WADA: "Not bad, I could eat this," said Jay Panda, Biju Janata Dal MP from Orissa, sampling a spoonful of the lapshi (porridge). "Does it need some more jaggery?" NCP MP from Maharashtra Supriya Sule asked Sachin Pilot, Congress MP from Rajasthan, as 30 pairs of eyes watched them with unabashed curiosity.
On the second leg of their field visits to study malnutrition, four of the country’s youngest MPs — BJP MP from Bihar Shahnawaz Hussain soon joined them — and all members of the Citizens’ Alliance Against Malnutrition visited three anganwadis in Thane’s district’s tribal area of Wada and found cause for both concern and hope.
The group will tour badly-hit districts in states governed by both United Progressive Alliance (UPA) and opposition parties so as to stay true to their intention of the programme staying apolitical. "We are not here on a fault-finding mission. We are here to observe the best practices in each states, identify loopholes and then make our recommendations to Prime Minister Manmohan Singh," Pilot said.
Despite the fact that news of the impending visit had long reached the first two villages, the loopholes were definitely visible. At the anganwadi at Nandgaon, anganwadi sevika Kavita Patil had maintained neat and up-to-date records of the ages and weights of the 87 children in the age group of 0-6 month by month. But, when paediatrician Samir Dalwai — who was accompanying the group — asked Patil to bring in a child so that he could verify the figures, the cracks in the system were exposed.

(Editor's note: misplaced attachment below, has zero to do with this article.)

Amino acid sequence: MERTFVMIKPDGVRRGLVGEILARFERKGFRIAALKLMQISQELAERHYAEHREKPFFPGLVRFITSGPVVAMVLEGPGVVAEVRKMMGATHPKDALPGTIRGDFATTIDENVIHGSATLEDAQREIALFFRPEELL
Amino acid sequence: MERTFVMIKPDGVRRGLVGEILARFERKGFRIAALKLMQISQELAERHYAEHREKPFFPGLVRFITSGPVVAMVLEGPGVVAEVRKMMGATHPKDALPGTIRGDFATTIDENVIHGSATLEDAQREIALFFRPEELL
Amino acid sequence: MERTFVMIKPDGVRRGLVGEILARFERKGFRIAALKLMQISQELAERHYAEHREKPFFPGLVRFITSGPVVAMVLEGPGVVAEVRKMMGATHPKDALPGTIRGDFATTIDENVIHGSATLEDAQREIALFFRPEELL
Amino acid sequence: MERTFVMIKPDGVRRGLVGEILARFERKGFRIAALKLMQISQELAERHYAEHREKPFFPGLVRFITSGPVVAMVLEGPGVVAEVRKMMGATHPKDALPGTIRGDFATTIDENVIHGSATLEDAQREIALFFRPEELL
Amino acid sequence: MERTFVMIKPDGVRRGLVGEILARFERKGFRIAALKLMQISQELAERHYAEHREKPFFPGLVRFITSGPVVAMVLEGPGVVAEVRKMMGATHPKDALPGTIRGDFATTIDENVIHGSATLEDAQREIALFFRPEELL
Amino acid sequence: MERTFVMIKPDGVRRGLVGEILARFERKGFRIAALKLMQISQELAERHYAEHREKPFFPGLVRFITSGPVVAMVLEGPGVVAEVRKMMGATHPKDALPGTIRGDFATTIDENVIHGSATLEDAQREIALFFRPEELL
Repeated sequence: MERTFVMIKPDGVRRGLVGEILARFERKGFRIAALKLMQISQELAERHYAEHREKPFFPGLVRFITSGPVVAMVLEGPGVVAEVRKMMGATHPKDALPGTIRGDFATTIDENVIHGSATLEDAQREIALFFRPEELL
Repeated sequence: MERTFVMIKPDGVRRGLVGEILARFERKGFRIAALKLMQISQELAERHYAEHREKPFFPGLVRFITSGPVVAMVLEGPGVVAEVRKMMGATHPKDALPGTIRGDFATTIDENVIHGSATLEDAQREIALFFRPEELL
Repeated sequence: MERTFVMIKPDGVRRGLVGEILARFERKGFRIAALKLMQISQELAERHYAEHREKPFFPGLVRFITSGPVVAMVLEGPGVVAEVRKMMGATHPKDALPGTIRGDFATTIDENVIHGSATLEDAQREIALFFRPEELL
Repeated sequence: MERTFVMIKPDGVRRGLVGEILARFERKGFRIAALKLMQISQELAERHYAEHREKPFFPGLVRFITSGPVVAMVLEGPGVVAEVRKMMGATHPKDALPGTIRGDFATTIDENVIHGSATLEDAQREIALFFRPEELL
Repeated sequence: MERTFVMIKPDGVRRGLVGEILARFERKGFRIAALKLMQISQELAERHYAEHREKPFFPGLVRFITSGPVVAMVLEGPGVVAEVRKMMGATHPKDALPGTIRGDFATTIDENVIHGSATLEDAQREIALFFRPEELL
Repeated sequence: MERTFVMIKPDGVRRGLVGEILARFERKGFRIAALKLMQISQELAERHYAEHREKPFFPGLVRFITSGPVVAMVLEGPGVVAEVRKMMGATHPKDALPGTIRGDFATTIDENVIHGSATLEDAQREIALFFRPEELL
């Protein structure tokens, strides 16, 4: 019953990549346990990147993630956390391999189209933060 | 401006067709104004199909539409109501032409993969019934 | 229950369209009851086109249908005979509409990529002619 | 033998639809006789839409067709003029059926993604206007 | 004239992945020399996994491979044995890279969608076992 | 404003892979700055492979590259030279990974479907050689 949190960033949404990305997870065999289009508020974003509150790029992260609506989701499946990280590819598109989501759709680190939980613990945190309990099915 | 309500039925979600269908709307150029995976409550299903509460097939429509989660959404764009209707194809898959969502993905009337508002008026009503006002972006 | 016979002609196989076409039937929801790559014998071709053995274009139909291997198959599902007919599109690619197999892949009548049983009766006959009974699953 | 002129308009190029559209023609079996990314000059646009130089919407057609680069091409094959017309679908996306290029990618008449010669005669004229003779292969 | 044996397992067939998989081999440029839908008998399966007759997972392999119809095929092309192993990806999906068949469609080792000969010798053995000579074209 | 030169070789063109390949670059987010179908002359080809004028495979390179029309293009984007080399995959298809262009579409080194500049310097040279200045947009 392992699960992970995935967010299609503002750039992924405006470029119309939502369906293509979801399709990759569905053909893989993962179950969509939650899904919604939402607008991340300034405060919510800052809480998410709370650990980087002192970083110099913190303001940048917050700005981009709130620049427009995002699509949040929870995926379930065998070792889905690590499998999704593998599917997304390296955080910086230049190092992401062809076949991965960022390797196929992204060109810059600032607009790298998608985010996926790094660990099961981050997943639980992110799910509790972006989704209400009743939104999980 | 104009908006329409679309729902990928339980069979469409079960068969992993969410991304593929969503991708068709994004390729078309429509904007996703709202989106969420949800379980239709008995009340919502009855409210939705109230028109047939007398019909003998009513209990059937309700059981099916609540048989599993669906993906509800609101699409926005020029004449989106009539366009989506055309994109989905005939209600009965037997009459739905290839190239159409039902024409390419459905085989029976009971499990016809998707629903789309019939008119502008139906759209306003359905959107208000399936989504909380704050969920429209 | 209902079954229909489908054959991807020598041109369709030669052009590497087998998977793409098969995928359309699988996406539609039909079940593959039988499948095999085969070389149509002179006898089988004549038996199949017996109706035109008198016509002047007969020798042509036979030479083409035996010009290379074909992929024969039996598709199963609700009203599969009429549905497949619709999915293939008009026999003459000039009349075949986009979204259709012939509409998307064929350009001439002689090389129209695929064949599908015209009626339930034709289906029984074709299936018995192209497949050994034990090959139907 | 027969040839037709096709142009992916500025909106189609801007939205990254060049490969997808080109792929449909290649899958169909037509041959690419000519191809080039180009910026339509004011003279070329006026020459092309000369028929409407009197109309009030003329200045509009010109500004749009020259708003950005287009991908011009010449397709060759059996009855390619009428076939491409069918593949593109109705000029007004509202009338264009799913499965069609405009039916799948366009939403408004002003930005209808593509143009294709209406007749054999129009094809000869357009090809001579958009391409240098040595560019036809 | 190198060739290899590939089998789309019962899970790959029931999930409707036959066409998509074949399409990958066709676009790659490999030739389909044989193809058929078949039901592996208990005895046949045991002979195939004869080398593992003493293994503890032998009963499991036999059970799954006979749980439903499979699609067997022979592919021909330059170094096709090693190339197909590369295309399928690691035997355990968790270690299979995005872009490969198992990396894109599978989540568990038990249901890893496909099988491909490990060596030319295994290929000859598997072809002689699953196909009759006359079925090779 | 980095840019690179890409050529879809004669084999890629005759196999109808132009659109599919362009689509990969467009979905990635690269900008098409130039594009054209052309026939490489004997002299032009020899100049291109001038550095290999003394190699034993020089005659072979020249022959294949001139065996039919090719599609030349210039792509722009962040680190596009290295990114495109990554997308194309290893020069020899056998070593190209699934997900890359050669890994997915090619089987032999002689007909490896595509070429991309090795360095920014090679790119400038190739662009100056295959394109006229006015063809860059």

When Dalwai sat two-year-old Hrithik Marle in the weighing harness and suspended it from the hook attached to a scale, it showed he weighed 9.5 kg; the records maintained he was 11.5 kg. So Was Patil fudging the figures? It turned out that the floor-scales that Patil was using were wrongly calibrated and she was reminded that, according to Integrated Child Development Scheme (ICDS) norms, she should have been using the hook-scale.
The positives were just as glaring for the MPs. At Dabcheri, anganwadi sevika Shobha Gadak explained in clear terms to the MPs how she determined if a child was malnourished, showing them the ages and weights that she had plotted neatly on a graph. "Anganwadi sevikas get all the flak when something goes wrong. But they get none of the credit even though they are the most important links in the chain," said Sule.
The extent of malnutrition in Wada was significantly lower than that in Madhya Pradesh where the team last went, grade-I and grade-II (mild and moderate) malnutrition were rampant in these tribal villages, just two hours from Thane. At Dabcheri, 48 of the 114 children registered with the anganwadi had grade-I malnutrition and 43 grade-II.
Interestingly, all three anganwadis visited listed only one child as having grade-III malnutrition and, in all three, the child could not be located.